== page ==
Analysis: Quiet exit from NCAA Tournament for Notre Dame men
BUFFALO, N.Y. — This is how March Madness ends for every team but one.
A heaviness of defeat hovers over a cramped locker room in a loud and large arena. Blank stares are everywhere. Quiet dominates. A few tears are shed. Players who can be so boisterous on the team bus and on the basketball court answer questions in whisper-like tones.
It happens. It all just … ends.
On Saturday, for the first time during its sometimes magical/mythical two-plus year run through the NCAA Tournament that saw it win seven games, it happened to Notre Dame with an 83-71 loss to West Virginia in the second round of the West Regional.
For the first time since 2014, the Sweet 16 beckons without Notre Dame a part of it. Winners of nine of their final 12, the No. 5 seed Irish close down season No. 112 in school history 26-10. West Virginia (28-8), the No. 4 seed, advances to discover its way to San Jose and Thursday’s regional semifinal.
That this tournament doesn’t end well for everyone except one is accepted. It’s part of the deal. What wasn’t easily accepted by the guys still sitting around in sweat-soaked gold jerseys is how the end arrived at 2:22 p.m. eastern time on a gray and drizzly afternoon in Western New York.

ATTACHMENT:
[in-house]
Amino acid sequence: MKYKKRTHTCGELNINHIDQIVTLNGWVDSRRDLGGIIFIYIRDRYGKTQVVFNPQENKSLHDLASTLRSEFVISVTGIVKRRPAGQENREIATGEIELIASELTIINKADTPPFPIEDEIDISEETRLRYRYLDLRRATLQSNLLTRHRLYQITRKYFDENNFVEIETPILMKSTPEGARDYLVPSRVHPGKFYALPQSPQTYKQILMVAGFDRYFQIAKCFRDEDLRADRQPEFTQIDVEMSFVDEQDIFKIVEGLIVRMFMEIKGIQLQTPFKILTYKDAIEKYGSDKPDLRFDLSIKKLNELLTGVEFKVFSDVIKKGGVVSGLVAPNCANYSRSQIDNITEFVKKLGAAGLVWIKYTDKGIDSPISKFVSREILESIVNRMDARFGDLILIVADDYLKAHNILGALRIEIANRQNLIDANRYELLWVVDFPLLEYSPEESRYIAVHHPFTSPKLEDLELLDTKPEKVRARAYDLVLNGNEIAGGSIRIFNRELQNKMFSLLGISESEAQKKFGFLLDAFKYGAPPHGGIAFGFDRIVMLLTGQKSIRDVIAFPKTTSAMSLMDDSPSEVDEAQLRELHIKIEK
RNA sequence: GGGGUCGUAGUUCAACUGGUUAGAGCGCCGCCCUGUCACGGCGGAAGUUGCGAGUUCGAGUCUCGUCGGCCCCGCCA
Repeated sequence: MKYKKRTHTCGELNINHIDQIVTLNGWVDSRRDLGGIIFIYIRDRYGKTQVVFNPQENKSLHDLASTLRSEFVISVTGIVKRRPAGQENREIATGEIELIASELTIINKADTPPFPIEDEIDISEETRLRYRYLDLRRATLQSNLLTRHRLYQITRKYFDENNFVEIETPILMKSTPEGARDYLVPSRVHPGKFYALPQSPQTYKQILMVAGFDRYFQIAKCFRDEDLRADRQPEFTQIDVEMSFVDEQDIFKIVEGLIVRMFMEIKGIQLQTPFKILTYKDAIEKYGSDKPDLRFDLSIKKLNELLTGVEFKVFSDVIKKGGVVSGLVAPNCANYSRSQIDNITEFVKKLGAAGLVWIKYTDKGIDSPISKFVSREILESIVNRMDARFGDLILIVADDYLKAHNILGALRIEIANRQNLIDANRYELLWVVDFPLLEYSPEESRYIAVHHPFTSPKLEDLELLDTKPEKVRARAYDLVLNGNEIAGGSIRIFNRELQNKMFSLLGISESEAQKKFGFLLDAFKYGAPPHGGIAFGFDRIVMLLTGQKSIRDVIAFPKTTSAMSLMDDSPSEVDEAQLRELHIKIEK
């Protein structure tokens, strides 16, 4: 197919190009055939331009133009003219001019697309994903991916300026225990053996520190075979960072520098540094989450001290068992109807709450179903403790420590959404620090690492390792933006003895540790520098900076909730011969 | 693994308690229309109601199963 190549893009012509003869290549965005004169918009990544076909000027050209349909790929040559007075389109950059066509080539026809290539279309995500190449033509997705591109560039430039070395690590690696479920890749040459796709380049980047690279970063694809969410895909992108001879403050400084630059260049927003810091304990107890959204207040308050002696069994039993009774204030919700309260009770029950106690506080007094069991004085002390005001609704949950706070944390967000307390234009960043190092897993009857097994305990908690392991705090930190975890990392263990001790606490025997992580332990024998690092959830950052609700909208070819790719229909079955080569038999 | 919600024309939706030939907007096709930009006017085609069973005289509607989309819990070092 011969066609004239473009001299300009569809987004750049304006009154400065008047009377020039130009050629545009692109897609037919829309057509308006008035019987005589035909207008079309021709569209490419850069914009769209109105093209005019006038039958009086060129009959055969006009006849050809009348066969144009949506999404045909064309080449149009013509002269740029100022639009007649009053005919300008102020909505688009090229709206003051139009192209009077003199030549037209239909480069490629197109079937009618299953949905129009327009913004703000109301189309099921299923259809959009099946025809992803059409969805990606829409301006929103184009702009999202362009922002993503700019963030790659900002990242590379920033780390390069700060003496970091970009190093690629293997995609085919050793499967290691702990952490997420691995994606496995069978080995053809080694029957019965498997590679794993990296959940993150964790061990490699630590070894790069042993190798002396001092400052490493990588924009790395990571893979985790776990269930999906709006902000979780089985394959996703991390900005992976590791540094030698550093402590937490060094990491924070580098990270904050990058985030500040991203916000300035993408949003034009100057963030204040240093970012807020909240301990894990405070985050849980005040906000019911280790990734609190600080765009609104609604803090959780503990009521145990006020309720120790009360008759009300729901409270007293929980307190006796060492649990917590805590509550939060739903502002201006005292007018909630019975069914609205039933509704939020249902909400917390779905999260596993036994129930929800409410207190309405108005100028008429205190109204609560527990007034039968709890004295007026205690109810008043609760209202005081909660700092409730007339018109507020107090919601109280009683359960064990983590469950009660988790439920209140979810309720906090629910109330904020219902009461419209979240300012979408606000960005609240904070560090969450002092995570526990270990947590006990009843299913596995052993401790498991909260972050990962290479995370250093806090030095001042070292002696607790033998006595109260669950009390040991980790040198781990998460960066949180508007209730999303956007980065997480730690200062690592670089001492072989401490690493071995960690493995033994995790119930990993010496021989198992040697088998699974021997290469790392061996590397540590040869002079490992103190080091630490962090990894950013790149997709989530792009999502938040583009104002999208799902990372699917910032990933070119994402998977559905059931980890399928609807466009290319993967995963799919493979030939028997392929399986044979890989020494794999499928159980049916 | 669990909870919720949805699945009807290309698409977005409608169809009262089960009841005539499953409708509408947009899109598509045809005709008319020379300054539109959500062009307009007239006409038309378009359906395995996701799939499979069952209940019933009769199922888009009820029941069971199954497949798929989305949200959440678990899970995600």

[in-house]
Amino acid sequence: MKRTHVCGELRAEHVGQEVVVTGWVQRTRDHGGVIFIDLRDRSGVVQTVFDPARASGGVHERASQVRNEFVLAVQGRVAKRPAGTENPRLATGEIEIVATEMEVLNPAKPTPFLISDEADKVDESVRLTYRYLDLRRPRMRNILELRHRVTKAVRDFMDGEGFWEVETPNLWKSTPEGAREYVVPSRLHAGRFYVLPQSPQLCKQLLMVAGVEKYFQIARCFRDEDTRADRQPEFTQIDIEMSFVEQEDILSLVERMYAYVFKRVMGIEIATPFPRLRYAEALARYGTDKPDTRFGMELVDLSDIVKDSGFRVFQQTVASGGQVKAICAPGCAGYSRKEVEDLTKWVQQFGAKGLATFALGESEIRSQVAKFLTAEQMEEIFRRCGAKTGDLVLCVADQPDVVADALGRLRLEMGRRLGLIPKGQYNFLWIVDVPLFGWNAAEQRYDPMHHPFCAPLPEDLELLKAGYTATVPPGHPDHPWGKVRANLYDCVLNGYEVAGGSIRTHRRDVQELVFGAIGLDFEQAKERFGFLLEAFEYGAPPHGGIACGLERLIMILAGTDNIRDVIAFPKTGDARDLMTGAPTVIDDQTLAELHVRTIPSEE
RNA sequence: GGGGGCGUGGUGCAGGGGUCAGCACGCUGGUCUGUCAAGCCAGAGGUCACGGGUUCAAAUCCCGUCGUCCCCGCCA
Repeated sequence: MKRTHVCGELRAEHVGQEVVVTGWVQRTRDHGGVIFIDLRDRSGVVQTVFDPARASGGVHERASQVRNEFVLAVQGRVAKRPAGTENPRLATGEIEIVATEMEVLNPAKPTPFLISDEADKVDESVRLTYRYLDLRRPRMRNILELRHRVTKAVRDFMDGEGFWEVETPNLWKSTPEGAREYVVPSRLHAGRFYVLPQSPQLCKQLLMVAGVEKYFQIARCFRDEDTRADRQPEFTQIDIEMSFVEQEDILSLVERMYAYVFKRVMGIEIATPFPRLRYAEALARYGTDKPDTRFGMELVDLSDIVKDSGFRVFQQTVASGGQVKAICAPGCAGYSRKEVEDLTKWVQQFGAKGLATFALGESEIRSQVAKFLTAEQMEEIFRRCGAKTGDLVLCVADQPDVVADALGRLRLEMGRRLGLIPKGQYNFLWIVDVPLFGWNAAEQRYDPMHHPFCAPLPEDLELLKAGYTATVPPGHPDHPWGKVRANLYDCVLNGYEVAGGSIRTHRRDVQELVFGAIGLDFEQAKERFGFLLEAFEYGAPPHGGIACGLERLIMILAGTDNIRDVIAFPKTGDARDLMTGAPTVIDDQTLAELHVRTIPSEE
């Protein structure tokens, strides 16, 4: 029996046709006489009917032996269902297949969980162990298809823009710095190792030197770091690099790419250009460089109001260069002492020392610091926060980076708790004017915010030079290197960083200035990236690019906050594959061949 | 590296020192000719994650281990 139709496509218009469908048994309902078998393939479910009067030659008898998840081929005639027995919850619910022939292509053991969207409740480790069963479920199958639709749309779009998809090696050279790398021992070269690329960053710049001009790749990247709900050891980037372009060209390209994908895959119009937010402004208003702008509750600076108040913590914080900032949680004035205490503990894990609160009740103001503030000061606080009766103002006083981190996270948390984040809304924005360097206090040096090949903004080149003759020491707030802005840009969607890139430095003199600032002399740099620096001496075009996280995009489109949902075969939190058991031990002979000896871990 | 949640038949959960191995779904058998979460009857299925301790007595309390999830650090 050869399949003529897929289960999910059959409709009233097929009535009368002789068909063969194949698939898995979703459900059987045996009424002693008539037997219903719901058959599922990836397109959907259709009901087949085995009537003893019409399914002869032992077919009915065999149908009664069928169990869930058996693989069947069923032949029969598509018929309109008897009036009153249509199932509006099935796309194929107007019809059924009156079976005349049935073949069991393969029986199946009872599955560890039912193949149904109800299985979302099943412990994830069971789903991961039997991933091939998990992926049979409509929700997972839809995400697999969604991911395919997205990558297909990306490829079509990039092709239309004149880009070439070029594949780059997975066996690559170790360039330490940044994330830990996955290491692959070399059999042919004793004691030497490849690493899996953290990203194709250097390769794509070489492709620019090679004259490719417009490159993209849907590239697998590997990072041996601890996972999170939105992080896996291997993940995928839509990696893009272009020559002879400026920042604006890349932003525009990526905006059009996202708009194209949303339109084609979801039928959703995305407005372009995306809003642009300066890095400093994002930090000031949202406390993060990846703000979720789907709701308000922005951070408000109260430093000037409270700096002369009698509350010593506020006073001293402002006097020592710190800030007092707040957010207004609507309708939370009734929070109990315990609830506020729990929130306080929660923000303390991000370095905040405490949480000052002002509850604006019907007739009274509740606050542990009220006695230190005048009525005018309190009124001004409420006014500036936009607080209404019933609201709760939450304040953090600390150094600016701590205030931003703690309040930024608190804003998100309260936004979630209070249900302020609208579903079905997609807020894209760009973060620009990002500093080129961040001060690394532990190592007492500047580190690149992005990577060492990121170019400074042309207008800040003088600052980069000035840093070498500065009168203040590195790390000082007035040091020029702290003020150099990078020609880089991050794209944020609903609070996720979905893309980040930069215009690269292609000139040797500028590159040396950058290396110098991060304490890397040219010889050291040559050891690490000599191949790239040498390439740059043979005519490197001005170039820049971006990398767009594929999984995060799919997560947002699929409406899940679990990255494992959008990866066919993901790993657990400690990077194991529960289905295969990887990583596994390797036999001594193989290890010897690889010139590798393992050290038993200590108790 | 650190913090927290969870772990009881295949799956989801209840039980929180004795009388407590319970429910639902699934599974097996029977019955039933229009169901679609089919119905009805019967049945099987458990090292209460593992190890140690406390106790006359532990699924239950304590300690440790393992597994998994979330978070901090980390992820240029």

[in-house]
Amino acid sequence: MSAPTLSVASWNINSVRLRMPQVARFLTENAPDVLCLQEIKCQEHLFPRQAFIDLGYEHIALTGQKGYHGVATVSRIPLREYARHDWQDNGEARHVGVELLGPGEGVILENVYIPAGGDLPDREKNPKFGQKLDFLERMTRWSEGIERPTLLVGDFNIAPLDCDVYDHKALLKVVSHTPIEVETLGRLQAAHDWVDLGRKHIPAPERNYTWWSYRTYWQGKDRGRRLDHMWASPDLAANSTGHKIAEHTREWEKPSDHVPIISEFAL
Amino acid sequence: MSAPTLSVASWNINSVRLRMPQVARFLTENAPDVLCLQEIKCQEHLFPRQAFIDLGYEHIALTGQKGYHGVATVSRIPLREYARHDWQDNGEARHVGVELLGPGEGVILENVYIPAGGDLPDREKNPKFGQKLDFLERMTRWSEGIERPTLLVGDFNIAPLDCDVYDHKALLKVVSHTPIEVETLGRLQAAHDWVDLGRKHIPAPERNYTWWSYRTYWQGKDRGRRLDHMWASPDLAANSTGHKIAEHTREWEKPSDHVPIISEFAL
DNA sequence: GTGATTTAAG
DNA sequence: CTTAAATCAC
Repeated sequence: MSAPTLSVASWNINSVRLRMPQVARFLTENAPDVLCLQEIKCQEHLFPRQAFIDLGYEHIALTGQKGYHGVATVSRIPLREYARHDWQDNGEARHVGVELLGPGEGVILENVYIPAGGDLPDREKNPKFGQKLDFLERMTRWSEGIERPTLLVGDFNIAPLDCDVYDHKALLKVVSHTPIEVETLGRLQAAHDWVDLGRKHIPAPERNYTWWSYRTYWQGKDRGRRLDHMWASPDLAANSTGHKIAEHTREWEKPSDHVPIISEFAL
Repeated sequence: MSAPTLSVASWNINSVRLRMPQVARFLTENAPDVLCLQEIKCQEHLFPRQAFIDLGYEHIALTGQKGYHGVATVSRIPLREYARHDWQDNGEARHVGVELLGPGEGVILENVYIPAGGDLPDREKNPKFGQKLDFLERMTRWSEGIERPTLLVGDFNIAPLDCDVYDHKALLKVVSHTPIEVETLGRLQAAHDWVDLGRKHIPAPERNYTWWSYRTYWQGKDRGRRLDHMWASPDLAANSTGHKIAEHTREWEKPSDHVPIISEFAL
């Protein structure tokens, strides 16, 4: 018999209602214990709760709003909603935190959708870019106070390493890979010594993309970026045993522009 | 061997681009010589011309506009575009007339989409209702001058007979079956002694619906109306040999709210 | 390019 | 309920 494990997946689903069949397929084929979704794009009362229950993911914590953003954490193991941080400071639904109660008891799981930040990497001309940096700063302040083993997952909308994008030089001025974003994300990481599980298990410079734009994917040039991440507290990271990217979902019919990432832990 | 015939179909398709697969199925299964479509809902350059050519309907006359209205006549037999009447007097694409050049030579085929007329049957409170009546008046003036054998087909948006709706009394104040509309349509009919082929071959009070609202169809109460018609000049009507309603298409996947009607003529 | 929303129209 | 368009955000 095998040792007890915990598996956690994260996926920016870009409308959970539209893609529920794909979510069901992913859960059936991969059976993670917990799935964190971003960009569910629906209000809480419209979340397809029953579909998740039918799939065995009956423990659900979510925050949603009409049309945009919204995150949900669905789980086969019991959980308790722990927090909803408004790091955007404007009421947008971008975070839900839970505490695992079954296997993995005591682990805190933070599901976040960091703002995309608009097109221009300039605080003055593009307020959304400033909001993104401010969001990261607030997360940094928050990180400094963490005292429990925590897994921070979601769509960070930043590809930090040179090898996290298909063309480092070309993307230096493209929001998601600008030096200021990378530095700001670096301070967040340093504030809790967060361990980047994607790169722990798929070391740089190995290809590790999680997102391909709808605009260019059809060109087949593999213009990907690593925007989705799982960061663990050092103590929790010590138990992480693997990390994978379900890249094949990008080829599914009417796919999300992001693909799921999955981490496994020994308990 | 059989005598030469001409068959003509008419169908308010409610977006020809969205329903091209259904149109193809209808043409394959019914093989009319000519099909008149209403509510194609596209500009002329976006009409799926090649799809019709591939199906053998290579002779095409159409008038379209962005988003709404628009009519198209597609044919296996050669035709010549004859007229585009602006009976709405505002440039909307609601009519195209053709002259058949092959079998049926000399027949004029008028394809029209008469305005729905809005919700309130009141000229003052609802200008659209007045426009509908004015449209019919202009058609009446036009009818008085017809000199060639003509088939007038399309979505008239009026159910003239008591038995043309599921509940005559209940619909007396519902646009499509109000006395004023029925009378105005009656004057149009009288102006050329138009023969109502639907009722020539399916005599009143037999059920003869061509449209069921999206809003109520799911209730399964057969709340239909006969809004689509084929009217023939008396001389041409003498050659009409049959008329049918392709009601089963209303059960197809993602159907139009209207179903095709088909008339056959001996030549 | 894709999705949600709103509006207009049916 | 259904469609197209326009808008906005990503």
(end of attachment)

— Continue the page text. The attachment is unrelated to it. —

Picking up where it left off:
Early tournament losses once were a program norm. And nobody really seemed to mind. Not lately. And that hurts.
“We’ve been used to getting to the second weekend,” said coach Mike Brey. “That’s why our guys are so crushed. They really expected to go.”
And go playing the way Notre Dame plays. Two years ago when it came within a shot of advancing to its first Final Four since 1978, it was playing perhaps as well as anyone in the tournament. Others may have been more talented, but the Irish arguably were the best team of that tournament.
A year ago, Notre Dame became the only school in the country to get to consecutive Elite Eights.
Those losses also were tough to take, but were understandably easier to accept. Notre Dame had maxed out March, squeezed all the big shots and big moments and big wins from what the month offered.
Not this time around.
Notre Dame never led Saturday and trailed by as many as 12. It’s been a while since the Irish were dominated so thoroughly.
“It’s one of the worst feelings in the world,” said junior power forward Bonzie Colson. “It just sucks.”
As good as Notre Dame was the previous week in New York to advance to the Atlantic Coast Conference tournament championship for the second time in three years, it was way too sluggish on the other side of the Empire State.
And there’s a reason.
“We used a lot of juice in Brooklyn,” Brey said. “I think you could see it in the Princeton game. I was hoping with the win and the emotion we’d have a little more juice.”
They had some in a nice, little glass. The Mountaineers had it in five-gallon buckets.
Since ACC play commenced on New Year’s Eve with the overtime thriller in Pittsburgh, Notre Dame had been big-shot takers and makers. Big playmakers. The Irish took care of the ball, answered runs, got stops and had other guys step into starring roles when the main guys struggled.